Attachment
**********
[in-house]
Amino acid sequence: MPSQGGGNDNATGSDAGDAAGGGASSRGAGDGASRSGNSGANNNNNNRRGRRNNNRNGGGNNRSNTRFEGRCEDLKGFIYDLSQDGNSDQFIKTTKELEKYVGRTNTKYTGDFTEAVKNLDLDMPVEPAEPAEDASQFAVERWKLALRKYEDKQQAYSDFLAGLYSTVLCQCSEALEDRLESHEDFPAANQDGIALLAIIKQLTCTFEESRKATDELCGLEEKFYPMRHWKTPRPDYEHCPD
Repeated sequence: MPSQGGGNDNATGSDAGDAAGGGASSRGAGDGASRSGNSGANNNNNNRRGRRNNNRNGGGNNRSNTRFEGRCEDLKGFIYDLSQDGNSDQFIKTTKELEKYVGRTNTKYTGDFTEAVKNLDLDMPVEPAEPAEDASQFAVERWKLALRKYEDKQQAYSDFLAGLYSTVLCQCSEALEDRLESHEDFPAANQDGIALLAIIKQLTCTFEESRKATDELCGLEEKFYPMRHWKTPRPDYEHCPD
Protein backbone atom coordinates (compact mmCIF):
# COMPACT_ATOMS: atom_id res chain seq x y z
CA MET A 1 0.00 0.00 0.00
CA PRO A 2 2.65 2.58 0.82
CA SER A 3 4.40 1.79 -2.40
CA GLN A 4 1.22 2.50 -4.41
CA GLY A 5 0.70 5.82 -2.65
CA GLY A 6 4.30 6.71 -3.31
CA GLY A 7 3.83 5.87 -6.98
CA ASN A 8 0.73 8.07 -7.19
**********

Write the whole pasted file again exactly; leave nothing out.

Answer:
[in-house]
Amino acid sequence: MPSQGGGNDNATGSDAGDAAGGGASSRGAGDGASRSGNSGANNNNNNRRGRRNNNRNGGGNNRSNTRFEGRCEDLKGFIYDLSQDGNSDQFIKTTKELEKYVGRTNTKYTGDFTEAVKNLDLDMPVEPAEPAEDASQFAVERWKLALRKYEDKQQAYSDFLAGLYSTVLCQCSEALEDRLESHEDFPAANQDGIALLAIIKQLTCTFEESRKATDELCGLEEKFYPMRHWKTPRPDYEHCPD
Repeated sequence: MPSQGGGNDNATGSDAGDAAGGGASSRGAGDGASRSGNSGANNNNNNRRGRRNNNRNGGGNNRSNTRFEGRCEDLKGFIYDLSQDGNSDQFIKTTKELEKYVGRTNTKYTGDFTEAVKNLDLDMPVEPAEPAEDASQFAVERWKLALRKYEDKQQAYSDFLAGLYSTVLCQCSEALEDRLESHEDFPAANQDGIALLAIIKQLTCTFEESRKATDELCGLEEKFYPMRHWKTPRPDYEHCPD
Protein backbone atom coordinates (compact mmCIF):
# COMPACT_ATOMS: atom_id res chain seq x y z
CA MET A 1 0.00 0.00 0.00
CA PRO A 2 2.65 2.58 0.82
CA SER A 3 4.40 1.79 -2.40
CA GLN A 4 1.22 2.50 -4.41
CA GLY A 5 0.70 5.82 -2.65
CA GLY A 6 4.30 6.71 -3.31
CA GLY A 7 3.83 5.87 -6.98
CA ASN A 8 0.73 8.07 -7.19